When the Power Went Out

Patricia Francis-Lyon Ph.D., Assistant Professor at SONHP

There I was, typing away on my laptop, trying to reach my goals for what would be accomplished that day.  I’d had Zoom office hours earlier and was trying to knock some items off my To Do list. All of a sudden, I was sitting in the dark.

A couple of weeks earlier I had received warnings that my electric power might be turned off, but happily, there had been no interruption in my service. Being an optimistic minimalist, I had ignored the possibility of a power shutoff and instead focused on the tasks at hand.  Last time, I had prepared, including speaking to my classes to relate contingency plans and keeping my phone and laptop charged. When the lights actually went out, my phone was nearly depleted.

Now without power, I weighed the cost of benefits: I could use my phone as a light, depleting it further OR I could stumble around in the dark to feel for a flashlight.  I chose the latter. After getting to our stash of flashlights, all bought decades ago, I triumphantly returned with one that seemed to work dimly, until it went out a couple of minutes later.  Shaking the flashlight provided only momentary illumination.

Candles, I thought – didn’t we have some Halloween candles from decades ago? I decided to spend some of my phone’s battery reserves to provide light so I could locate candles and matches.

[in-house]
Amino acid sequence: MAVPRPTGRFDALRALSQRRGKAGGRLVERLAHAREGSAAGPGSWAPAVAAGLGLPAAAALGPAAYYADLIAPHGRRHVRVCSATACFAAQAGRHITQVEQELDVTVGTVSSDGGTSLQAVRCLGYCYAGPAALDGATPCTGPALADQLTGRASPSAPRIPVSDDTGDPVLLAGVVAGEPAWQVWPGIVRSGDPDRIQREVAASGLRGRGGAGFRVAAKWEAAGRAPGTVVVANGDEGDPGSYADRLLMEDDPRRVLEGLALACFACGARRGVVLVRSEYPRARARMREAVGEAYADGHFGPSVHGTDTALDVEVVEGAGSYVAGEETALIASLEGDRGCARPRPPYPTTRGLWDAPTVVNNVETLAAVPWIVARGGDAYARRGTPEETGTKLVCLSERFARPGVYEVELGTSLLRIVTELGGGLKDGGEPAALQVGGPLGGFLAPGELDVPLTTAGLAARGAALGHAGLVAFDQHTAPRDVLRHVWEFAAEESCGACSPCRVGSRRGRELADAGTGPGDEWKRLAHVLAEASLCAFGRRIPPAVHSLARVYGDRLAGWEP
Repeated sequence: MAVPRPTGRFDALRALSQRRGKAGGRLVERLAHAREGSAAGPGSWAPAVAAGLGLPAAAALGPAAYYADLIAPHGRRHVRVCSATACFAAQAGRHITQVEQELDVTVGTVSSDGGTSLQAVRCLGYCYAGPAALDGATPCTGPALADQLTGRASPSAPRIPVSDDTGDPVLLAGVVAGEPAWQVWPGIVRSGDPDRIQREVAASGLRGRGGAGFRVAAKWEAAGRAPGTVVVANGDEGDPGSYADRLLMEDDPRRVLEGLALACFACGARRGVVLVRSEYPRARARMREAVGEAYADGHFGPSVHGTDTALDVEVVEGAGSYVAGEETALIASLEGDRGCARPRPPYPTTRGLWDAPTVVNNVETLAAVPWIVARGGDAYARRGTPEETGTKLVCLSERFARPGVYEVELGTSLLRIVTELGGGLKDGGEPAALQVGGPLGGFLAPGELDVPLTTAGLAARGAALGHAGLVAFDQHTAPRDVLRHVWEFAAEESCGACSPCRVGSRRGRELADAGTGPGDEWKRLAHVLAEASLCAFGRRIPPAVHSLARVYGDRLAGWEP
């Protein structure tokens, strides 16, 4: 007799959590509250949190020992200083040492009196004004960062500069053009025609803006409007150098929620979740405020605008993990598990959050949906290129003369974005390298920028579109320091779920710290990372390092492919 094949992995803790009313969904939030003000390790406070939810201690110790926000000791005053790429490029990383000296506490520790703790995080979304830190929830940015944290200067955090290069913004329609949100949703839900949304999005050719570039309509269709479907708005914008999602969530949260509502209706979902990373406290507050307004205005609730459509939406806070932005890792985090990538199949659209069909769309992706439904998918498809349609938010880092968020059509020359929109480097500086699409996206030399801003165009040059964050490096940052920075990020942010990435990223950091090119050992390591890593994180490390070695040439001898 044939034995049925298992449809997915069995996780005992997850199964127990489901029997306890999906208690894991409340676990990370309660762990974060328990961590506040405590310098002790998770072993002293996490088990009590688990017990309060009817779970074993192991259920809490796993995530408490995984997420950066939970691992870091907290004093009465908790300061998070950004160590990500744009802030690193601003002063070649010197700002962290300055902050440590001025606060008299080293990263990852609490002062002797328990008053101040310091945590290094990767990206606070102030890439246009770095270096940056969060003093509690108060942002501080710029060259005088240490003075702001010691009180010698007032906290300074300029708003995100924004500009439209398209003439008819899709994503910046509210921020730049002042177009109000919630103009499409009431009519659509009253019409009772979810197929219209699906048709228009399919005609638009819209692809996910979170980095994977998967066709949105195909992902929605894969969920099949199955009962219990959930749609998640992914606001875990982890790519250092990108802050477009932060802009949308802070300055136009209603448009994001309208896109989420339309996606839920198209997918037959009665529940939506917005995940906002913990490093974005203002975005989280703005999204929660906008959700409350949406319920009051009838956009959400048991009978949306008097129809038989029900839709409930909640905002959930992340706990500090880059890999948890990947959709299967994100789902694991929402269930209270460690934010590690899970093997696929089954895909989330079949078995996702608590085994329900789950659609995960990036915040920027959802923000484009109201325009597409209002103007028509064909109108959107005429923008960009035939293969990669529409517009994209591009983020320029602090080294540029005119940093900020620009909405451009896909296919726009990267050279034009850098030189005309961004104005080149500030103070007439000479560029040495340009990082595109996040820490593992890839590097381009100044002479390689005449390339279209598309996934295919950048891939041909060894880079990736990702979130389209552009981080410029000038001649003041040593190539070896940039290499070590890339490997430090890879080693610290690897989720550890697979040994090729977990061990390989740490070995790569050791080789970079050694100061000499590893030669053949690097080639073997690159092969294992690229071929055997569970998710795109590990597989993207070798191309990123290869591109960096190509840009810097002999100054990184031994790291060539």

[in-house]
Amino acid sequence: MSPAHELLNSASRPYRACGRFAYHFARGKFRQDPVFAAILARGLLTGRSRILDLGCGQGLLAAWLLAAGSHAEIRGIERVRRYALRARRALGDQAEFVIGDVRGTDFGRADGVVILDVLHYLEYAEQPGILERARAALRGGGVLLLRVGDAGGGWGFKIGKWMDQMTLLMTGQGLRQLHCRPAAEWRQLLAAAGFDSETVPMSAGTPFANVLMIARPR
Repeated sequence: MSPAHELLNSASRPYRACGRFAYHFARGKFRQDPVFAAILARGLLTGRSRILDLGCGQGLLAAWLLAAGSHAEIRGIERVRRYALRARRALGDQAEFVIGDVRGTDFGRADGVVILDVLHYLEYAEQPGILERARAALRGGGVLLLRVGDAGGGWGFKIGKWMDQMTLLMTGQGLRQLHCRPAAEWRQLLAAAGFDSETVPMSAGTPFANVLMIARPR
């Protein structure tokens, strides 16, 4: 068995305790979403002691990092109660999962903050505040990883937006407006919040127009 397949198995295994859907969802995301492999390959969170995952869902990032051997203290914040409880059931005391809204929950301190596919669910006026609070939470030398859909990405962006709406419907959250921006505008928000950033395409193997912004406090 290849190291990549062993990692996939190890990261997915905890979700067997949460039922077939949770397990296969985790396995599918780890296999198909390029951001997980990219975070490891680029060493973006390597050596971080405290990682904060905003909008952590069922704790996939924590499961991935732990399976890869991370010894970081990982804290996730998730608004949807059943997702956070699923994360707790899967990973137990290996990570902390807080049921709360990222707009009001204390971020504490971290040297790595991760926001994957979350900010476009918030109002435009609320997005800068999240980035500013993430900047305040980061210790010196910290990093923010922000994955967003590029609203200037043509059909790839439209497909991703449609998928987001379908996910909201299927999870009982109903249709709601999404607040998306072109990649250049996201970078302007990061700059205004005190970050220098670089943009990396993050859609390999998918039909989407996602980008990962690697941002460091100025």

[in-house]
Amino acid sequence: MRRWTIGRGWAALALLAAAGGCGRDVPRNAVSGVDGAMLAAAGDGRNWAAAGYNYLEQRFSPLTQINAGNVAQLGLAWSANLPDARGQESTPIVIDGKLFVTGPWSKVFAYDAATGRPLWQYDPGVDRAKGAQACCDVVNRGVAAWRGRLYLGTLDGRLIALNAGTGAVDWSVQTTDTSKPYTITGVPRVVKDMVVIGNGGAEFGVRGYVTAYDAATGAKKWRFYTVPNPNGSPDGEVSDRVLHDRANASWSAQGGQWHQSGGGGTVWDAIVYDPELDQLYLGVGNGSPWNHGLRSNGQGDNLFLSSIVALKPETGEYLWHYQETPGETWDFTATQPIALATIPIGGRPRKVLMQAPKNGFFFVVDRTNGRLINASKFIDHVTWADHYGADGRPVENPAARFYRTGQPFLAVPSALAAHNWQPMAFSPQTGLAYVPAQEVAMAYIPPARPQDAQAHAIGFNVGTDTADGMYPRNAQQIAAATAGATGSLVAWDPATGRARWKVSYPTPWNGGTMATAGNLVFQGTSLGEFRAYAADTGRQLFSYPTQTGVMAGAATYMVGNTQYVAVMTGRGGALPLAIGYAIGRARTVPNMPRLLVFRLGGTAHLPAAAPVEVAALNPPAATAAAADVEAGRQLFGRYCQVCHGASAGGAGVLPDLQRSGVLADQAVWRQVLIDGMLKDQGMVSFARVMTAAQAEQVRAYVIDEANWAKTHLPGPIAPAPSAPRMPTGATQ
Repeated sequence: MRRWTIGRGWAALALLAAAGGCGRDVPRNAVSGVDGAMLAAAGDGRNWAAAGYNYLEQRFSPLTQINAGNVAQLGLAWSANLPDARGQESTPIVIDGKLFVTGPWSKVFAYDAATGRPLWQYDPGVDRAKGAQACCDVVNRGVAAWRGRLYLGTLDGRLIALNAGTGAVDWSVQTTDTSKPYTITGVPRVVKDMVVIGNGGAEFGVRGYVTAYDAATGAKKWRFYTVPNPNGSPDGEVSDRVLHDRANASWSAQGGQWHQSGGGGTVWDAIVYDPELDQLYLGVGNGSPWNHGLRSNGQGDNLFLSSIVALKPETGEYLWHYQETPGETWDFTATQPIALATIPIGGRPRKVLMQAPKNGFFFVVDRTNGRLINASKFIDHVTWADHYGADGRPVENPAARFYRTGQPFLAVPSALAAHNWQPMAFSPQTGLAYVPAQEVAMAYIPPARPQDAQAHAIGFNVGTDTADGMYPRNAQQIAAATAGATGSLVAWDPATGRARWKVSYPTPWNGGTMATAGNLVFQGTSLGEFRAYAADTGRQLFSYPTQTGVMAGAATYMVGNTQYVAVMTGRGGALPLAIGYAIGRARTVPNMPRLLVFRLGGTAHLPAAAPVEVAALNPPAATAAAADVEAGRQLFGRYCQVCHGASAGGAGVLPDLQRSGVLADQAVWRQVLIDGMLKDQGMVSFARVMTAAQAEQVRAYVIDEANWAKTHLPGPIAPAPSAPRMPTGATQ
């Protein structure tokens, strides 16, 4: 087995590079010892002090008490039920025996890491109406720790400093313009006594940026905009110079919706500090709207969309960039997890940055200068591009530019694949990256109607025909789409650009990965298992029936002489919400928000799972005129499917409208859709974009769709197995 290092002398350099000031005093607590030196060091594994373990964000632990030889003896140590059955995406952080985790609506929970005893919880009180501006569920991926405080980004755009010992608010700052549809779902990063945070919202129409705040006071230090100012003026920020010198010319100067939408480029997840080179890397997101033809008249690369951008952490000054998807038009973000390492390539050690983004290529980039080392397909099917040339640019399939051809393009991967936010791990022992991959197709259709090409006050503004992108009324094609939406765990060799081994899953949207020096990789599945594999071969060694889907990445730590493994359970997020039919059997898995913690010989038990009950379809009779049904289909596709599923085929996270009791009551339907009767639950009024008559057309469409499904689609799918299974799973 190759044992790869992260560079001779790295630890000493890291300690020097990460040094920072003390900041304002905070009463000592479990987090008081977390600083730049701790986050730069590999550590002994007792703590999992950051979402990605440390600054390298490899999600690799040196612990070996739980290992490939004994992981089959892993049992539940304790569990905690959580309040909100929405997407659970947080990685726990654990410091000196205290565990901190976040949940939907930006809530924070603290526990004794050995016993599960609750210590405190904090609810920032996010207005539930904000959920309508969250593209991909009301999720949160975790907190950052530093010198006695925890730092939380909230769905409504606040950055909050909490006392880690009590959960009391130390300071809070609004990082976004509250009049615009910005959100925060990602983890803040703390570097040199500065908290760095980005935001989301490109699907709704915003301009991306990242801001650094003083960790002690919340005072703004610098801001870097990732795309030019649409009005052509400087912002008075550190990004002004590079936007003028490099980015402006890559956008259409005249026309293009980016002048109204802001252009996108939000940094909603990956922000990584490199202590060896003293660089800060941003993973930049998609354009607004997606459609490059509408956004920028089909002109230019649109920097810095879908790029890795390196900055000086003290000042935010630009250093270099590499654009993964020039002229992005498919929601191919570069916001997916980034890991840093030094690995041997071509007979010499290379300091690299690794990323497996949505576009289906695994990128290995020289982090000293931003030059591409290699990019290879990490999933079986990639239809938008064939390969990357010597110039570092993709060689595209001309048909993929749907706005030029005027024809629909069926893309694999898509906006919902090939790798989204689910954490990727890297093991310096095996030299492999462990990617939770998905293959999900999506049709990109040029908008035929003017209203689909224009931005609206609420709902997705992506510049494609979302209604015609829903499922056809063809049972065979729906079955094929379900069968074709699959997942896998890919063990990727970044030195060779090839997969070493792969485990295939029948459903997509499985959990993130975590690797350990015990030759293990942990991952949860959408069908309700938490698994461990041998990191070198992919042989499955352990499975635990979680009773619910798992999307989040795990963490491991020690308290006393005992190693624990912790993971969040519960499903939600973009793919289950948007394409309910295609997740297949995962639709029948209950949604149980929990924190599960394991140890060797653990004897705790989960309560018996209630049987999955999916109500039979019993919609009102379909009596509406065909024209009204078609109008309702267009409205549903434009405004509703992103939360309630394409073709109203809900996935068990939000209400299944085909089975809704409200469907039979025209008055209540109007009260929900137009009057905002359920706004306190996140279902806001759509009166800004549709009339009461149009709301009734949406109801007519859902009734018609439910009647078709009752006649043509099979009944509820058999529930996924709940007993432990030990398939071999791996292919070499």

Success! For the rest of the night I graded quizzes by candle light, remembering something about how young Abraham Lincoln had studied by candle light in his frontier home.  Perhaps roughing it in this way would build some wisdom.

The next couple of days without power included trips to juice up my hungry phone and laptop. (Beware of juice jacking).

I learned:

Murphy’s Law: the time you are unprepared for a power shutoff or campus closure is the time when it will, in fact, happen. (Ok – this is tongue in cheek)

Thoughts on Emergency Preparedness:

  1. Formulate your contingency plans for class meetings and office hours in the event of a power shutoff (home/USF) or campus closure.
  2. Speak to your classes about the possibility of a power shutoff (home/USF) or campus closure, and announce your contingency plans.  I announced that I would hold class and office hours at the usual time (synchronously) over Zoom – This has worked well for me.
  3. Consider including contingency information in your syllabus in the event of a power shutoff or campus closure. Include helpful links for your students, including the Zoom link over which you plan to teach your classes in real time (synchronously).  Alternatively, point your students to the location on Canvas where you will deposit a lecture or activity that they may attend at their own timing (asynchronously).
  4. Download the Canvas phone app to facilitate communication with your classes in the event of an emergency.
  5. Have a contact person who can likely communicate to your classes for you. (My TA notified my classes of an assignment due date extension.)
  6. Have a working flashlight in your home. (Sooo basic … how did I screw up this one?)
  7. If you are warned of a possible shutoff, keep laptop and phone fully charged.

Leave a comment about your own perspective on your recent experiences with the fires and power outages.

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